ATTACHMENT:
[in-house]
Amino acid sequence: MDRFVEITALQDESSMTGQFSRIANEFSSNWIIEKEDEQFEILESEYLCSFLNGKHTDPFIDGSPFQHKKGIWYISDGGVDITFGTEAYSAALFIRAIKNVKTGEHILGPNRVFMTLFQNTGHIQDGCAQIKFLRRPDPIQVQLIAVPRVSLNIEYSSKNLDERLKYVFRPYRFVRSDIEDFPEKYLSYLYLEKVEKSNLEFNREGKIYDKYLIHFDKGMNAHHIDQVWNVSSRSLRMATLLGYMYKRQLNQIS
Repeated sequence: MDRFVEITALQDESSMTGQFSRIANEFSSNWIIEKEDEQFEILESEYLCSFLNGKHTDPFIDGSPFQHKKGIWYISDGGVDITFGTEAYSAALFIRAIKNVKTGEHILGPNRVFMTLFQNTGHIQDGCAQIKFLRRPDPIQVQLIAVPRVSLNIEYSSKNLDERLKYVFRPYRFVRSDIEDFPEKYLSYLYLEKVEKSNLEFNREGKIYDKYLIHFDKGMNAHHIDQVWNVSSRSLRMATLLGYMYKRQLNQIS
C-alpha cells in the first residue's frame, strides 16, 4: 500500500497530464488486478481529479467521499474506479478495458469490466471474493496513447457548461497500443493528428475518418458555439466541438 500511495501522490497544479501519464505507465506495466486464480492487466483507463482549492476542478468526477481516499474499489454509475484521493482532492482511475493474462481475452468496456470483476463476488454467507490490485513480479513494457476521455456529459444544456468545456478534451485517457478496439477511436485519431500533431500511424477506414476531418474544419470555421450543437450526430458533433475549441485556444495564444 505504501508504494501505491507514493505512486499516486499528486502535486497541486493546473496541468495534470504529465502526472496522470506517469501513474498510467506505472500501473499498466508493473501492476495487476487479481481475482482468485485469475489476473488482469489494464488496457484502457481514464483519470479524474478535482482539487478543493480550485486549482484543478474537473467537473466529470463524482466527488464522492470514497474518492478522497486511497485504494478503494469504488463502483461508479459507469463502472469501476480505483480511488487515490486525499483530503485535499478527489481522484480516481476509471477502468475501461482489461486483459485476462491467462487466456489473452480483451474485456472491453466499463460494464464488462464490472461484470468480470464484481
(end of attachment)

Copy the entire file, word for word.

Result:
[in-house]
Amino acid sequence: MDRFVEITALQDESSMTGQFSRIANEFSSNWIIEKEDEQFEILESEYLCSFLNGKHTDPFIDGSPFQHKKGIWYISDGGVDITFGTEAYSAALFIRAIKNVKTGEHILGPNRVFMTLFQNTGHIQDGCAQIKFLRRPDPIQVQLIAVPRVSLNIEYSSKNLDERLKYVFRPYRFVRSDIEDFPEKYLSYLYLEKVEKSNLEFNREGKIYDKYLIHFDKGMNAHHIDQVWNVSSRSLRMATLLGYMYKRQLNQIS
Repeated sequence: MDRFVEITALQDESSMTGQFSRIANEFSSNWIIEKEDEQFEILESEYLCSFLNGKHTDPFIDGSPFQHKKGIWYISDGGVDITFGTEAYSAALFIRAIKNVKTGEHILGPNRVFMTLFQNTGHIQDGCAQIKFLRRPDPIQVQLIAVPRVSLNIEYSSKNLDERLKYVFRPYRFVRSDIEDFPEKYLSYLYLEKVEKSNLEFNREGKIYDKYLIHFDKGMNAHHIDQVWNVSSRSLRMATLLGYMYKRQLNQIS
C-alpha cells in the first residue's frame, strides 16, 4: 500500500497530464488486478481529479467521499474506479478495458469490466471474493496513447457548461497500443493528428475518418458555439466541438 500511495501522490497544479501519464505507465506495466486464480492487466483507463482549492476542478468526477481516499474499489454509475484521493482532492482511475493474462481475452468496456470483476463476488454467507490490485513480479513494457476521455456529459444544456468545456478534451485517457478496439477511436485519431500533431500511424477506414476531418474544419470555421450543437450526430458533433475549441485556444495564444 505504501508504494501505491507514493505512486499516486499528486502535486497541486493546473496541468495534470504529465502526472496522470506517469501513474498510467506505472500501473499498466508493473501492476495487476487479481481475482482468485485469475489476473488482469489494464488496457484502457481514464483519470479524474478535482482539487478543493480550485486549482484543478474537473467537473466529470463524482466527488464522492470514497474518492478522497486511497485504494478503494469504488463502483461508479459507469463502472469501476480505483480511488487515490486525499483530503485535499478527489481522484480516481476509471477502468475501461482489461486483459485476462491467462487466456489473452480483451474485456472491453466499463460494464464488462464490472461484470468480470464484481